Give Your Garden Some Backbone

By Steven V. Philips –

A biologist I’m not but a designer of things I am.

So when a biologist explained to me, the pencil-pushing dirt digger, that animals with a backbone are called vertebrates, I started using that word a lot. Vertebrates. Gives me gravitas. Just like using Latin names of plants to impress a client. “We’ll install a pair of 4″ caliper Acer Saccharum along the rear property line.” You pitch words like that and just watch your fee go up! And if you add, “that will give your garden a strong statement of tertiary hues in the autumn,” you better believe that new onyx and beige Lexus is damn near yours.

Back to reality. Your garden should be like a vertebrate. Give it a backbone, unlike your first husband. We, in the compost crowd, call that hardscape. Or we may just yell, “those rocks sit here and over there and the walkway goes through the arbor here, out to there and back and it’s because I said so!” Sometimes I’m that bossy, though my daughter claims as I’m a sole proprietor, “You are the boss of nobody.”

But, you get my drift. Without hardscape, (backbone!) plus non-growing garden decor features, you will have a wishy-washy mess forever. I daresay, spineless. Since my Lexus is aging, translate these fee-increasing words: “thinkus et plannus for a whileorum beforus.” Or “hire me,” if you don’t understand my Latinesque.

For successful yards, I’m into planning-that-gives-happy-visual surprises. And, OK, also I don’t know from classic formal design. Keep that quiet please.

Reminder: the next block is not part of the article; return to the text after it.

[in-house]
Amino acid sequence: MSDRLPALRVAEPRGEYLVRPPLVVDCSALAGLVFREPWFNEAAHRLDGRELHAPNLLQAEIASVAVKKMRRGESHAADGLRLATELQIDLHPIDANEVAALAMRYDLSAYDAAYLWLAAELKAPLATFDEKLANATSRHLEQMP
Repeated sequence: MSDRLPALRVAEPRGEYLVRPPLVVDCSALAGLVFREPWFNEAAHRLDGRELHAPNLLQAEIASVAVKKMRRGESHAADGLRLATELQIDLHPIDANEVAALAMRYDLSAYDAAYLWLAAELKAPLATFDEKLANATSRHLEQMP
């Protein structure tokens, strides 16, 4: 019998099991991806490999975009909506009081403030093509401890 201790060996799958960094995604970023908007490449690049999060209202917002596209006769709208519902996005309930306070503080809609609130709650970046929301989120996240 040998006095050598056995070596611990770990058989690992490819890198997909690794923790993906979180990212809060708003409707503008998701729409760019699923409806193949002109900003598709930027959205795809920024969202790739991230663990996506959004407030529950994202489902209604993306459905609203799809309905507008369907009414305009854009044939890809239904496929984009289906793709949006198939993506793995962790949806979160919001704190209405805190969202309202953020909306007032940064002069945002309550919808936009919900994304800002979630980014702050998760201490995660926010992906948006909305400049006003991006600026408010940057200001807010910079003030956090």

Forget the lawn in the center (out with your accursed cricket field, Anne) and plantings on the sides. Instead, transform the entire space by weaving a pathway (hardscape) in a big, squiggly loop away from the house and then back. Use pavers, mulch or large stone-to-stone path with mulch surrounding. If you’re a glutton for maintenance, use grass, you young silly.

And simple benches (what are these called, students? Hardscape? Correct!) along the path to sit and enjoy your Eden.

Along this winding path create areas we in the biz call garden rooms. Over here are the perennials, there are the succulents, here are the bromeliads, then the herbs. Or whatever you Northerners plant for your 57 days of summer. Plant that Acer Saccharum, or a Quercus, as cover for the shade-loving specimens. (Notice I use “specimens” rather than “plants”? Very intimidating, no?) Now, divide these areas with screening shrubs so you experience each distinctive room as, but not before, you get there.

You could take the terrain you inherited as is. Better idea? Add fill for sloping hills or carve terrain down from flat areas. Or crazy you, do both! Large stone (s) set into mounds. Use one or three because even numbers tend to be boring. We designers adore odd numbers. Plant amongst the rocks. Insert a water feature – as in pond(s), 300 to 500 gallon size. (Put electric next to it for circulating pump)

Remember that bird feeders and bird baths bring moving sculptures into the garden and are so worth it! And as I said in August, pre-plan for more faucets (plumbers call them hose bibbs) conveniently around the garden. Yes, and electric lines for lighting. Another important topic for another time. But, budget for night lighting.